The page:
Large-capitalization growth stocks posted nearly flat performance in the second quarter, as relief over resilient corporate earnings growth and enthusiasm about a reaccelerating U.S. economy gave way to worries about the ongoing Greek debt crisis and heightened volatility in China. From a sector perspective, health care, consumer discretionary, and financials generated outsized returns within the S&P 500 Index, while utilities, industrials and business services, energy, and consumer staples declined. Investors braced themselves for the negative effects of both falling energy prices and the strong U.S. dollar. While these headwinds had an impact, many companies reported that they did not affect profits as much as some analysts expected.
The Blue Chip Growth Fund returned 0.49% in the quarter compared with 0.28% for the S&P 500 Index and 0.94% for the Lipper Large-Cap Growth Funds Index. For the 12 months ended June 30, 2015, the fund returned 12.95% versus 7.42% for the S&P 500 Index and 10.56% for the Lipper Large-Cap Growth Funds Index. The fund's average annual total returns were 12.95%, 20.30%, and 9.68% for the 1-, 5-, and 10-year periods, respectively, as of June 30, 2015. The fund's expense ratio was 0.72% as of its fiscal year ended December 31, 2014.
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Current performance may be lower or higher than the quoted past performance, which cannot guarantee future results.
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We concentrate on selecting high-quality, stable-growth companies that should perform well even if the economy only experiences modest expansion in the second half of the year. Our bottom-up stock selection process focuses on large- and mid-cap blue chip growth companies that can deliver steady revenues, earnings, and cash flow growth. The portfolio's largest sector allocations were health care, information technology, and consumer discretionary, which together accounted for about three-quarters of the portfolio at mid-year. The consumer discretionary and health care sectors were the portfolio's best absolute and relative contributors for the past three months. Stock selection in the industrials and business services sector hurt absolute and relative results.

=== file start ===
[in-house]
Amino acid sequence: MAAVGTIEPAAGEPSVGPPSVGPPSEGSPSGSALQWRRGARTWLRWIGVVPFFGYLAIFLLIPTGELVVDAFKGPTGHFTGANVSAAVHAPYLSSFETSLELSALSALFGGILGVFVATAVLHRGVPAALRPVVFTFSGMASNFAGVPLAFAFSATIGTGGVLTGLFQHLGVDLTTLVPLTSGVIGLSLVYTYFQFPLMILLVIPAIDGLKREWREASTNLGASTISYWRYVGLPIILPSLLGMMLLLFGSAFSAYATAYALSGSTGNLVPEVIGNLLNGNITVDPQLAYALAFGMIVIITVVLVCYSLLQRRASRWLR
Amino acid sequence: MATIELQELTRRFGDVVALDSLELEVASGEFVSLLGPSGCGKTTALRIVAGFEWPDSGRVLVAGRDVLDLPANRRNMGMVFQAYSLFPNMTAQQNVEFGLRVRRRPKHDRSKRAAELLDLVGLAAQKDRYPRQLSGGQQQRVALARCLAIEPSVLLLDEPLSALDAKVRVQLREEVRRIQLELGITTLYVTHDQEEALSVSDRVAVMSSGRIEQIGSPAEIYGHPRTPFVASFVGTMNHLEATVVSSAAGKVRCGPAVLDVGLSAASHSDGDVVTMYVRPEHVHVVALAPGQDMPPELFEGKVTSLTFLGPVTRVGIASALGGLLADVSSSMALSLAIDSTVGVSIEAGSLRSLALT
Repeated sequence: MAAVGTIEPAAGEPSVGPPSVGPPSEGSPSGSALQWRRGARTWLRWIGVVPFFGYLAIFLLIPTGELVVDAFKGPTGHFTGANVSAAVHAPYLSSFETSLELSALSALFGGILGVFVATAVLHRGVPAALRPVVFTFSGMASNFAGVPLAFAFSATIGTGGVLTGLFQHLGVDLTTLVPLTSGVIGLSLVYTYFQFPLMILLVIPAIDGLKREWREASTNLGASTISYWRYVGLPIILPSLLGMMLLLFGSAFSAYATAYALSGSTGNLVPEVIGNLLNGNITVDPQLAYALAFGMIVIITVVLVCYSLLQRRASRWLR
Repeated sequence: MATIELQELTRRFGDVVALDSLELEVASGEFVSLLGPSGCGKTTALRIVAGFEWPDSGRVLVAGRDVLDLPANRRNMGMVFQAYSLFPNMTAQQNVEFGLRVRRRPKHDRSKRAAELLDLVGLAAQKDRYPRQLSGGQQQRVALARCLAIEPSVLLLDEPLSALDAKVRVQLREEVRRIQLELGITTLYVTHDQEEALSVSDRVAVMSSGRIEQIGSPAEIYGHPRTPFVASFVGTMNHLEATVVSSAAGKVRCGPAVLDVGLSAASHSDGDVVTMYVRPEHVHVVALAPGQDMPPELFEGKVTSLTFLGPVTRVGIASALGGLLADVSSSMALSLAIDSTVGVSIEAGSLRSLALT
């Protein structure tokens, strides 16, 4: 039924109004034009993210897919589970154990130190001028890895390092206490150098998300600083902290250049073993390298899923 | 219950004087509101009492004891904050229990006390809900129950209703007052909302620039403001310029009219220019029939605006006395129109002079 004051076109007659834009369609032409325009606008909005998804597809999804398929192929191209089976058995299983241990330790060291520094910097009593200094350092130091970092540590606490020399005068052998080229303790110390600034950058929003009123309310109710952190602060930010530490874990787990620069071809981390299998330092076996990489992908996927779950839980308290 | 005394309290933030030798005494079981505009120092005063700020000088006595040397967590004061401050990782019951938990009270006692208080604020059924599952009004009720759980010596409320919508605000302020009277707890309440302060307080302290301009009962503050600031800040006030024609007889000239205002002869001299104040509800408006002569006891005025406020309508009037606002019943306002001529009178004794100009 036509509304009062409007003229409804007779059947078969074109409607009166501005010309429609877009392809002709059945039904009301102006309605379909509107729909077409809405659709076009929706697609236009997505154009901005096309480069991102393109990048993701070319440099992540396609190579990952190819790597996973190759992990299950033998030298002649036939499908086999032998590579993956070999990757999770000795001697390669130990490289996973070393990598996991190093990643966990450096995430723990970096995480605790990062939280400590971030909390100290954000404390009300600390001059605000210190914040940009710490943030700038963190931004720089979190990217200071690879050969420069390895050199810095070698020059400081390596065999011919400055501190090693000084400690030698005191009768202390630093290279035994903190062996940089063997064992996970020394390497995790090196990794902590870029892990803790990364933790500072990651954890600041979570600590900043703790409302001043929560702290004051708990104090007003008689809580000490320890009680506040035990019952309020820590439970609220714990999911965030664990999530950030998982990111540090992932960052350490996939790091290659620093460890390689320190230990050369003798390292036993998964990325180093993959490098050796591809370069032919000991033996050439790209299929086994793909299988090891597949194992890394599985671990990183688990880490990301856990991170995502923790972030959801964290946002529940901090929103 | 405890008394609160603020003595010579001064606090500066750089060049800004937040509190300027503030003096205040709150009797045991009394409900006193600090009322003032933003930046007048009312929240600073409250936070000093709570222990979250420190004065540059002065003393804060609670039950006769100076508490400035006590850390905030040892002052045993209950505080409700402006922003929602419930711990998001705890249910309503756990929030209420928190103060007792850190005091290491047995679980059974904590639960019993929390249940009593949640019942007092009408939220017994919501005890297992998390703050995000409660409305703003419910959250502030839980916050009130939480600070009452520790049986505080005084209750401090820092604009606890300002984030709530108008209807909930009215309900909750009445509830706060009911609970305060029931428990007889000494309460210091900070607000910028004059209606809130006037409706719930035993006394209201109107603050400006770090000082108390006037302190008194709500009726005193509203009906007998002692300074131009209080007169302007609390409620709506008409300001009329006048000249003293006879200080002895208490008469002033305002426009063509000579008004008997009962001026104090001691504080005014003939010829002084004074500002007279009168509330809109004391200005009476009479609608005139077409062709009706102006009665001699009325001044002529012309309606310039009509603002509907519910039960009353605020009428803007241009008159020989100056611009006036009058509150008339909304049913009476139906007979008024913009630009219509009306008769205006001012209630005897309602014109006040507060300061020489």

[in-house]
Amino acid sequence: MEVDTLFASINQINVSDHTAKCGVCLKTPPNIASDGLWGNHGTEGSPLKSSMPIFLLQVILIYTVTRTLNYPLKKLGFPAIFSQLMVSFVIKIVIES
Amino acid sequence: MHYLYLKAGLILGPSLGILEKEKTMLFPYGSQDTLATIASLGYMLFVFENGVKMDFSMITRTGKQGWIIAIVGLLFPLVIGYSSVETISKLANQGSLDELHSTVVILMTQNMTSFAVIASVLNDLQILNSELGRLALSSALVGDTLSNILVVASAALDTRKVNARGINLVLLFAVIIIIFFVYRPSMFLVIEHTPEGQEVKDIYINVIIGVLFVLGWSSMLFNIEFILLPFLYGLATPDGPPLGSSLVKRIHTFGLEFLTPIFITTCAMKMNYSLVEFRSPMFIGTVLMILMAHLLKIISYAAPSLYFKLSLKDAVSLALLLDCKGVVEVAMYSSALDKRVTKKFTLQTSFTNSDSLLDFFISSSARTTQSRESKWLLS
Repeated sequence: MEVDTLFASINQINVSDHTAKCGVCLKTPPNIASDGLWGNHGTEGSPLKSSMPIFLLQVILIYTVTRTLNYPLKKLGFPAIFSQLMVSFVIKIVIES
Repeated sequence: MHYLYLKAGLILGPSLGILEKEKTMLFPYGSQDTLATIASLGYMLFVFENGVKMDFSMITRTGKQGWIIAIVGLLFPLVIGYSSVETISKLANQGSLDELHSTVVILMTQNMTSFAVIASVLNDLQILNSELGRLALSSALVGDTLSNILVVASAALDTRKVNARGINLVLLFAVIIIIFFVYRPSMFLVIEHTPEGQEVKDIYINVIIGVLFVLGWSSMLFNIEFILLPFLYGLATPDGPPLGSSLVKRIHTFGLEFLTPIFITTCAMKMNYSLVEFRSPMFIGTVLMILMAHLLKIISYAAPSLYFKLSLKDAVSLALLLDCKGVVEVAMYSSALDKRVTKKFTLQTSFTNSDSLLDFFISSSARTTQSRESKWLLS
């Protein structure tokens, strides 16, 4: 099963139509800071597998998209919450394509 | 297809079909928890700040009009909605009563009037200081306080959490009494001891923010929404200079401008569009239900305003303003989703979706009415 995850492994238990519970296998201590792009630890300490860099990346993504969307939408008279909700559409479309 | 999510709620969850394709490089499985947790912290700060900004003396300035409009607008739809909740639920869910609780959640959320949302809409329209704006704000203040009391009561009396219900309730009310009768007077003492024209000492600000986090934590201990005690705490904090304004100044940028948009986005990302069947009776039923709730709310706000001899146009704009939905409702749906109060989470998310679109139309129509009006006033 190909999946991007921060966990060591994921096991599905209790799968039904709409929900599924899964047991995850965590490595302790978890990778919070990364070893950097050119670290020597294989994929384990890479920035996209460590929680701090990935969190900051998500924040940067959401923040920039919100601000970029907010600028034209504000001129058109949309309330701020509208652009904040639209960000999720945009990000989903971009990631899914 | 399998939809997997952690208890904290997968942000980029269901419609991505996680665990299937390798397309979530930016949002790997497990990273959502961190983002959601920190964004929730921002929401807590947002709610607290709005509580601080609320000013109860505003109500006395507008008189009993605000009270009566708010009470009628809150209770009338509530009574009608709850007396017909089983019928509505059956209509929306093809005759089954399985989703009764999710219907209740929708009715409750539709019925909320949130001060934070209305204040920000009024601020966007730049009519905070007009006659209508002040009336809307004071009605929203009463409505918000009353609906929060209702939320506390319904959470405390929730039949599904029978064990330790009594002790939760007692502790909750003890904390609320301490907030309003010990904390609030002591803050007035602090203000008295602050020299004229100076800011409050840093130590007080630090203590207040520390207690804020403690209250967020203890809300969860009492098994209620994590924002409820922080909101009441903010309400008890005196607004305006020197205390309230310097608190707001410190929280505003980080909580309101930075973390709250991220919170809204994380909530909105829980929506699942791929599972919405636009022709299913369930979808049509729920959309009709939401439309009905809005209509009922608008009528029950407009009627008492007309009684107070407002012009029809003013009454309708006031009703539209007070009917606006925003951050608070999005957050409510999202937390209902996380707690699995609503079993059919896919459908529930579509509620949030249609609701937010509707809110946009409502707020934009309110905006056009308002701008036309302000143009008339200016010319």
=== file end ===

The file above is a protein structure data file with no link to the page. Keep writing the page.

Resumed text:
The outlook for equities remains generally positive, but after a six-year bull market run that has seen the S&P 500 rise more than 200%, we believe that investors may have grown complacent about market volatility. Nevertheless, valuations for many high-quality growth companies remain reasonable, especially when compared with Treasury yields that are still very low. We intend to take advantage of market volatility and investor uncertainty to buy fundamentally sound companies that can generate double-digit earnings and durable cash flow growth when they are out of favor. Our key concerns are the events unfolding in Greece and China. While Greece captured most of the headlines toward the end of the quarter, the situation in China is potentially more worrisome given that it is the world's second-largest economy.